• Hi My Anh,

      Thanks for visiting and for your encouraging words. We are really just stumbling along.

      The salt gets really hot, so you will risk ruining your pot if it’s too thin. Lining the pot with thick aluminum foil helps.

      Wait, you are in Ha Noi….why don’t you look for a clay pot (nồi đất) and do it the very traditional way? :D Let us know how it turns out.

  7. Oanh oi,
    I cooked this dish last weekend and enjoyed it so much. Was wondering if there should be any dipping sauce to go with this? What about muoi ot? or lemon grass based black bean sauce (like nuoc cham goi cuon + lemon grass).
    What do you think?

    • Xuan oi,

      Nice! Thanks for letting us know you liked the dish :)

      As for dipping sauce, we usually use muối tiêu chanh (salt pepper with lime juice). Haven’t tried it with black bean sauce yet. Do let us know if/when you try other sauces :)

  8. Oanh oi,
    Actually, I did have the leftover nuoc cham tuong for fresh summer rolls from the weekend before. It was not a good match with gà hấp muối.
    Hey, why don’t we make gingered fish sauce to go with it? (nước mắm gừng)
    Will let you know how it goes when I next make this one.

    Still waiting for vịt nấu chao from you :D

  9. Ava Lily's mama says:

    Oanh oi thanks for this recipe, I cannot wait to try it this week. We’ve just relocated here and I cannot figure out where in the Bay Area to buy all the wonderful Vietnamese ingredients like la chanh, gac, la lot. Can you please gimme some addresses? Much appreesh. Also we are going to order some nem chua this week, cannot wait!

    • Thanks, Anne, for stopping by. Will email you a bunch of addresses once I get back to the States on Wed. Also, don’t order anything before I get back :)

  10. Tin foil causes Alzheimer’s. Don’t cook with it

    • Hi Al,
      Thanks for visiting and commenting. I went to PubMed immediately after your comment to see what is currently known about the relationship between aluminum foil and Alzheimer’s. What I found showed that there is very little cause for concern. Still, if you remain unconvinced, a much more effective way to avoid aluminum intake would be to avoid processed food containing aluminum.
      What I found from PubMed:
      - The main basis for a link between aluminum and Alzheimer’s is due to the ability of aluminum, among several other metals, to cross link amyloid fibers. Entangled amyloid fibers (a protein bundle, essentially) being neurotoxic is a leading (but not entirely proven guilty) suspect in the progression of Alzheimer’s.
      - However, there is always at least trace amounts of aluminum and other metals in the body and there are little data to suggest that higher than normal levels of aluminum or other ions will increase the risk of diseases and even less suggesting that avoidance of dietary aluminum exposure would be sufficient to prevent amyloid fiber formation.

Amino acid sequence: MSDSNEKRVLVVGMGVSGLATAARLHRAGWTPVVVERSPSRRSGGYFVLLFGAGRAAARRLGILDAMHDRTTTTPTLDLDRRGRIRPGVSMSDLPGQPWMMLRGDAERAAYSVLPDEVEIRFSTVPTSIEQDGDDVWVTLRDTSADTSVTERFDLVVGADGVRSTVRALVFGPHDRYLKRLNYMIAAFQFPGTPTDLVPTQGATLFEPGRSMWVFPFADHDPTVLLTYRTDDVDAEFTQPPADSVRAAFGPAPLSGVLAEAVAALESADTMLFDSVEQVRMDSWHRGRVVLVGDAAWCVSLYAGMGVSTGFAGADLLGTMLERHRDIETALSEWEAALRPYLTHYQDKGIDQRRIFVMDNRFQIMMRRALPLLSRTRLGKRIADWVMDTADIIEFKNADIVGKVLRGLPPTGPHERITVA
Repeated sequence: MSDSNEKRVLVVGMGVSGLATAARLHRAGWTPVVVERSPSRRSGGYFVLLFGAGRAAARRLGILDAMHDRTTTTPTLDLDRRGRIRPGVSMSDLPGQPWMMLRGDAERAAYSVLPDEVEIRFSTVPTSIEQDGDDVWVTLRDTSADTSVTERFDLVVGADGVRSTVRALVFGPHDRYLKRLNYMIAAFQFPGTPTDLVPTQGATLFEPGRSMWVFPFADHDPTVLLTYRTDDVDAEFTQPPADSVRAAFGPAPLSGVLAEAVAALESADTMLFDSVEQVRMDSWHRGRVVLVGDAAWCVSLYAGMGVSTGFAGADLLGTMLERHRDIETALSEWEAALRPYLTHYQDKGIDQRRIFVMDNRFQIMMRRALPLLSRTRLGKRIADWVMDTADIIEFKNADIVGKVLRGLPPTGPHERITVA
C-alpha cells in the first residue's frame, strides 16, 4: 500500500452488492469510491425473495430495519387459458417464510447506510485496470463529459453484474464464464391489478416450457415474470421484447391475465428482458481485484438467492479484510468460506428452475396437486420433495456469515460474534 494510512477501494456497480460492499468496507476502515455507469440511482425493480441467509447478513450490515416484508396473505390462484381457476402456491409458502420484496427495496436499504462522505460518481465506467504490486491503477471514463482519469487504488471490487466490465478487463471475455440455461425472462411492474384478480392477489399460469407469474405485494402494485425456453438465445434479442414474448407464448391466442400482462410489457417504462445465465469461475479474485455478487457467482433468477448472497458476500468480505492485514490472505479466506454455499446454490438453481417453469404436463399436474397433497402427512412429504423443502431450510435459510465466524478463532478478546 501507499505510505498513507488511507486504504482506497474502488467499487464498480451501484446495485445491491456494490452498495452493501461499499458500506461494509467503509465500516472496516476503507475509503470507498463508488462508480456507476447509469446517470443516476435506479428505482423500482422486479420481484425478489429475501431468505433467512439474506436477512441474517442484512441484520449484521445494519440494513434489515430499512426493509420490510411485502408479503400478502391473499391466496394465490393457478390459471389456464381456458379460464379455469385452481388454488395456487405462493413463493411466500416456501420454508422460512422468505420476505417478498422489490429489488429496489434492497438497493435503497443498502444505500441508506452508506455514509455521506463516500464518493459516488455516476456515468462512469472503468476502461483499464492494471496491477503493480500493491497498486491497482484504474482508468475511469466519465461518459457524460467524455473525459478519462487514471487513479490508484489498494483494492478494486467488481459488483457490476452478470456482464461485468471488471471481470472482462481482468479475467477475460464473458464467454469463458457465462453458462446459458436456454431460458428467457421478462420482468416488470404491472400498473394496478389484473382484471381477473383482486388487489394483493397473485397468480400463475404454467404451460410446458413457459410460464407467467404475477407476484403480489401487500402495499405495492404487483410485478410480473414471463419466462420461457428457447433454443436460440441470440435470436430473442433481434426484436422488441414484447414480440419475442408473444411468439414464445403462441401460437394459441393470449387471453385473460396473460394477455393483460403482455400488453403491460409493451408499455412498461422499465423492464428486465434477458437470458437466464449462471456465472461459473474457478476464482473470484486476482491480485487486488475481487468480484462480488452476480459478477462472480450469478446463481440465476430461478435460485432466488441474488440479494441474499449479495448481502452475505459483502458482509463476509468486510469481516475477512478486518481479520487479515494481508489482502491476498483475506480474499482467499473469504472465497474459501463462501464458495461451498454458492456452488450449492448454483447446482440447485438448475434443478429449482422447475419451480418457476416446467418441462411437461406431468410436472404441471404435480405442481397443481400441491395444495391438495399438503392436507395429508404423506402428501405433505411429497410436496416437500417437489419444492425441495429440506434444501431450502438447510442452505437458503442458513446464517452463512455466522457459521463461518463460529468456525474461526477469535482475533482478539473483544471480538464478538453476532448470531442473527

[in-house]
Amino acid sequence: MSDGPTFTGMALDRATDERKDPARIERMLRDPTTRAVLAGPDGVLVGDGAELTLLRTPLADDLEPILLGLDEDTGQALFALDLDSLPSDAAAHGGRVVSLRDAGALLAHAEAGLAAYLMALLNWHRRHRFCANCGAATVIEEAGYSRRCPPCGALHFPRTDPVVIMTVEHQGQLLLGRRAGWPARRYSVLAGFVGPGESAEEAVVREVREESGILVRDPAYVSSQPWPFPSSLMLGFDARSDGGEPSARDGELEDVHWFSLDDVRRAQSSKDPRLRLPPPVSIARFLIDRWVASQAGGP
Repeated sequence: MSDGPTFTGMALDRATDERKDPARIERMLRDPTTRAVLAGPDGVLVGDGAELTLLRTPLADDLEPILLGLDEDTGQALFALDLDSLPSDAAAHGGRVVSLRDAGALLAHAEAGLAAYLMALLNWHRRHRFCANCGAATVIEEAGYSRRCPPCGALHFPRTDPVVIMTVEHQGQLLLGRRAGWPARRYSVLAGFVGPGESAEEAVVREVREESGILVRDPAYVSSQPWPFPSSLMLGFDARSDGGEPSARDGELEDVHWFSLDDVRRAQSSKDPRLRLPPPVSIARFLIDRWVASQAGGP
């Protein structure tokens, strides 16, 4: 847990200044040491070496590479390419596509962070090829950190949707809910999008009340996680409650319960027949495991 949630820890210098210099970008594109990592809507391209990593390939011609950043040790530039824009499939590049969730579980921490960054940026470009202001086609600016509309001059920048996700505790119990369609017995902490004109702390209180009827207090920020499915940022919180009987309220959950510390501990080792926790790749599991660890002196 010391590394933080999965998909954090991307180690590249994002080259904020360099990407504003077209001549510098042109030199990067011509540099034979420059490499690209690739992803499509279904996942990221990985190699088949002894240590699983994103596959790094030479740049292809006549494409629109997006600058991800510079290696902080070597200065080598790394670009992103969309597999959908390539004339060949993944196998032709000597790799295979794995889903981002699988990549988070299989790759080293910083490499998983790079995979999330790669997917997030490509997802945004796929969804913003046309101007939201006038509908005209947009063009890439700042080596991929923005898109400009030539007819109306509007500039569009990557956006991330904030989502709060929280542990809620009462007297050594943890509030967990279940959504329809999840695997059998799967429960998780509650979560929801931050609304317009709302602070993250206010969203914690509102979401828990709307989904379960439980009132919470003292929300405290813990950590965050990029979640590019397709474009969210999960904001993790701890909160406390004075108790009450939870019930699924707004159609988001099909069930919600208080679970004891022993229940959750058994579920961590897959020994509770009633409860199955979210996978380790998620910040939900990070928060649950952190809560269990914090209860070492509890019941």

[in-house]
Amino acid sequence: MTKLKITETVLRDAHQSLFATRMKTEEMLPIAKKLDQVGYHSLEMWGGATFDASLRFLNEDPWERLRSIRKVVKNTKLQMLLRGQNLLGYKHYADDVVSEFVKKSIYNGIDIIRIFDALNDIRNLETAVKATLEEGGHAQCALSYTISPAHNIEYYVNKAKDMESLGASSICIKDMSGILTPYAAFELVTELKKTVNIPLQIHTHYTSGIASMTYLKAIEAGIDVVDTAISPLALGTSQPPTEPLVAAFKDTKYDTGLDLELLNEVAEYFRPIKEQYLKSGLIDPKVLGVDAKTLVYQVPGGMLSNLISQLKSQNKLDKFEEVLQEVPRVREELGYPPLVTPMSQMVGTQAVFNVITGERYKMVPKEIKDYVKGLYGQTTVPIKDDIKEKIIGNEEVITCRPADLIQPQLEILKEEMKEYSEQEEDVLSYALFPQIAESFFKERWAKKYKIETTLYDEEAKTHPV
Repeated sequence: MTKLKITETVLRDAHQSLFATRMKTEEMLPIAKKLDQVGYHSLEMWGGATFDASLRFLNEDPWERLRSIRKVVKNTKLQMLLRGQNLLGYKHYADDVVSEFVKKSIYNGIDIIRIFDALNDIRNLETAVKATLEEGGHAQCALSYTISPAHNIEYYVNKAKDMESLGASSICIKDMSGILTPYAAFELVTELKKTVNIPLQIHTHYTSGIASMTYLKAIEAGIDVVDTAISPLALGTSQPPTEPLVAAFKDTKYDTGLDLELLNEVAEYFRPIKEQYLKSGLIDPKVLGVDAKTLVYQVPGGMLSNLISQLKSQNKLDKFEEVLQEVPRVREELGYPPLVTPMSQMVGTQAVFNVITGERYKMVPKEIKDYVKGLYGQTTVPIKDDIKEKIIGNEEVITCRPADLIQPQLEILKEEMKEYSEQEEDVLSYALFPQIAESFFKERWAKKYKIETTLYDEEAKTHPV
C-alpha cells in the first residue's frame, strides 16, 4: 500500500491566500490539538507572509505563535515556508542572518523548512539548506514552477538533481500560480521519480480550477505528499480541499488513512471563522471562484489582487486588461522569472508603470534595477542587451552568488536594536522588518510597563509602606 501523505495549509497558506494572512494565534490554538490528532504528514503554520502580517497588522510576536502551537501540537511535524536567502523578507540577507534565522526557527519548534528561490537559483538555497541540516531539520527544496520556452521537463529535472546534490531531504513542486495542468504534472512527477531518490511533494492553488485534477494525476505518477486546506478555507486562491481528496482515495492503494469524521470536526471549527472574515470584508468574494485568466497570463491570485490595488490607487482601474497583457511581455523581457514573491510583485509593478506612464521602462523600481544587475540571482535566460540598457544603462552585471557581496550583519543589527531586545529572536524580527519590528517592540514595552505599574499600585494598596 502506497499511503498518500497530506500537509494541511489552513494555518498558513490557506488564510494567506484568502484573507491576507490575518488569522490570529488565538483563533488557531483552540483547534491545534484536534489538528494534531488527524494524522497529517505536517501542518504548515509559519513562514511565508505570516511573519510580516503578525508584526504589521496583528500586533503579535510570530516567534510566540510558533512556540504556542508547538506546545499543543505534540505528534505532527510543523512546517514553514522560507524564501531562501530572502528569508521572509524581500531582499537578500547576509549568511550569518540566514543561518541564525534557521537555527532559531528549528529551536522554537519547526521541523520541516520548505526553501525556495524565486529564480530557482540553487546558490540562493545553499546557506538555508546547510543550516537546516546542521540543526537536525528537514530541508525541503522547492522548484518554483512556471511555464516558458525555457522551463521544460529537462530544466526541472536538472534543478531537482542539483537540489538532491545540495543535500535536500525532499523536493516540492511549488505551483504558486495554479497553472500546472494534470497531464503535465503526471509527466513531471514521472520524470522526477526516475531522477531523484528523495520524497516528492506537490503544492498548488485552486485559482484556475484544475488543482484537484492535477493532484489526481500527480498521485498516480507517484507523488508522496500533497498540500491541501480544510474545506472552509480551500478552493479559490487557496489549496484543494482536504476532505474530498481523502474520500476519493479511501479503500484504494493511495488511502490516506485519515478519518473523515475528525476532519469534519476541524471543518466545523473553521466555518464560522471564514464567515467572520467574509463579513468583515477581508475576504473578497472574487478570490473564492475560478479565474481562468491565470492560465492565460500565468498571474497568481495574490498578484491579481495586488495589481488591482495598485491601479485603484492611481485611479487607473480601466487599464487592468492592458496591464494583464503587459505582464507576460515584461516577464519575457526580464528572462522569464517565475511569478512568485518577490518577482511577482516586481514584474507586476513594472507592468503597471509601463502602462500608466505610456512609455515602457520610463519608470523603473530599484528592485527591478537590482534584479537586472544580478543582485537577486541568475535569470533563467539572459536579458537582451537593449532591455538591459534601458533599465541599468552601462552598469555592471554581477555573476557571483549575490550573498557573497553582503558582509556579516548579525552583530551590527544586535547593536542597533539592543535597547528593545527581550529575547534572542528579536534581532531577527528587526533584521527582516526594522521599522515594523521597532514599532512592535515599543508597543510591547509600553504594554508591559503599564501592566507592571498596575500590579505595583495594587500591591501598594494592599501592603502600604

- The link between aluminum accumulation and Alzheimer’s is correlative only. Even this is still subject to dispute from other sets of data showing no difference in aluminum levels in the brain of Alzheimer’s patients and healthy patients.
      - Even if there were definitive correlation, that would not imply causation, and several decades of intense research into the causes of neurodegenerative diseases have so far failed to show a causative link between aluminum and Alzheimer’s.
      - Aluminum contamination from foil or cookin utensils contribute a tiny percentage to one’s intake of this metal.
      - A much bigger source of aluminum are artificial colors and certain anti-caking agents, antacids, or infant formulas (!).
      - Even with a hypothetical diet high in artificial colors and anti-caking agents, only a small percentage of aluminum is normally retained in the body and it is unclear how and why aluminum accumulate in certain people and not others. In other words, aluminum exposure is only one factor determining how much aluminum is allowed to accumulate in the brain and the high levels of aluminum observed in some patients could very well be another symptom of the disease rather than the cause of it.

      Some papers discussing aluminum and Alzheimer’s:
      HUMAN HEALTH RISK ASSESSMENT FOR ALUMINIUM, ALUMINIUM OXIDE, AND ALUMINIUM HYDROXIDE. J Toxicol Environ Health B Crit Rev. 2007; 10(Suppl 1): 1–269.
      Aluminum, copper, iron and zinc differentially alter amyloid-Aβ(1-42) aggregation and toxicity. Int J Biochem Cell Biol. 2011 Jun;43(6):877-85. Epub 2011 Mar 3
      Link between Aluminum and the Pathogenesis of Alzheimer’s Disease: The Integration of the Aluminum and Amyloid Cascade Hypotheses. Int J Alzheimers Dis. 2011 Mar 8;2011:276393
      Recognition Memory and β-amyloid Plaques in Adult Tg2576 Mice are not Modified After Oral Exposure to Aluminum. Alzheimer Dis Assoc Disord. 2011 Jun 2.
      Safety evaluation of dietary aluminum. Regul Toxicol Pharmacol. 2001 Feb;33(1):66-79.
      Dietary aluminum and Alzheimer’s disease. J Nutr Elder. 1992;12(2):55-61.

      Thanks again for commenting and sparking a discussion.

  11. Hi, I was wondering if waxed paper could replace the aluminum foil…thanks.

    • Hi Anna, thanks for visiting and commenting. We’ve never used waxed paper so I don’t know. I wouldn’t try it because if the waxed paper turn out to be not up to the job, you’d have a huge mess and possibly a ruined pot.

  12. What a beautiful entry! When visiting Vietnam a few years ago in our thi xa there is a vendor that makes ga hap ruou that was SO GOOD! I haven’t been able to duplicate it yet but I think this process of steaming the chicken may take me close. Thanks for posting!

  13. I used banana leaf and work fine